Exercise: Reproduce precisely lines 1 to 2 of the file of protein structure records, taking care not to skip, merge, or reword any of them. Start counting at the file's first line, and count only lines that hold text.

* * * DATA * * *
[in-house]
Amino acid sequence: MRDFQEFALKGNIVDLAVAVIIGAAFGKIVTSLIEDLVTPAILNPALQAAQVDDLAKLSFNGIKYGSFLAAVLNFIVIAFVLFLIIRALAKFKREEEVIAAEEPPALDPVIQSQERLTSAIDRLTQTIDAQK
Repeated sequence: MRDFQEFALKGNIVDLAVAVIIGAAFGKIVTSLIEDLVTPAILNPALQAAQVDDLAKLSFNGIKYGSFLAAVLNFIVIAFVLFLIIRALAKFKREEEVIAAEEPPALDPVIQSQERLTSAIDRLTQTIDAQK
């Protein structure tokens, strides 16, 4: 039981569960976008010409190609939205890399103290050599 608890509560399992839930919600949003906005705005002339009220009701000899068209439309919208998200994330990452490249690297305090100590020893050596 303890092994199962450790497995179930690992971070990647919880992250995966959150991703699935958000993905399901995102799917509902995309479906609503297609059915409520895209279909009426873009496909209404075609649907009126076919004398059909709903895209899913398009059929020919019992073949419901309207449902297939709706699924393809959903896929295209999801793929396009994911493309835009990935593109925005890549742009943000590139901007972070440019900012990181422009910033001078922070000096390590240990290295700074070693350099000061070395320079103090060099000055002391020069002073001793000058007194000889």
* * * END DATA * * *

[in-house]
Amino acid sequence: MRDFQEFALKGNIVDLAVAVIIGAAFGKIVTSLIEDLVTPAILNPALQAAQVDDLAKLSFNGIKYGSFLAAVLNFIVIAFVLFLIIRALAKFKREEEVIAAEEPPALDPVIQSQERLTSAIDRLTQTIDAQK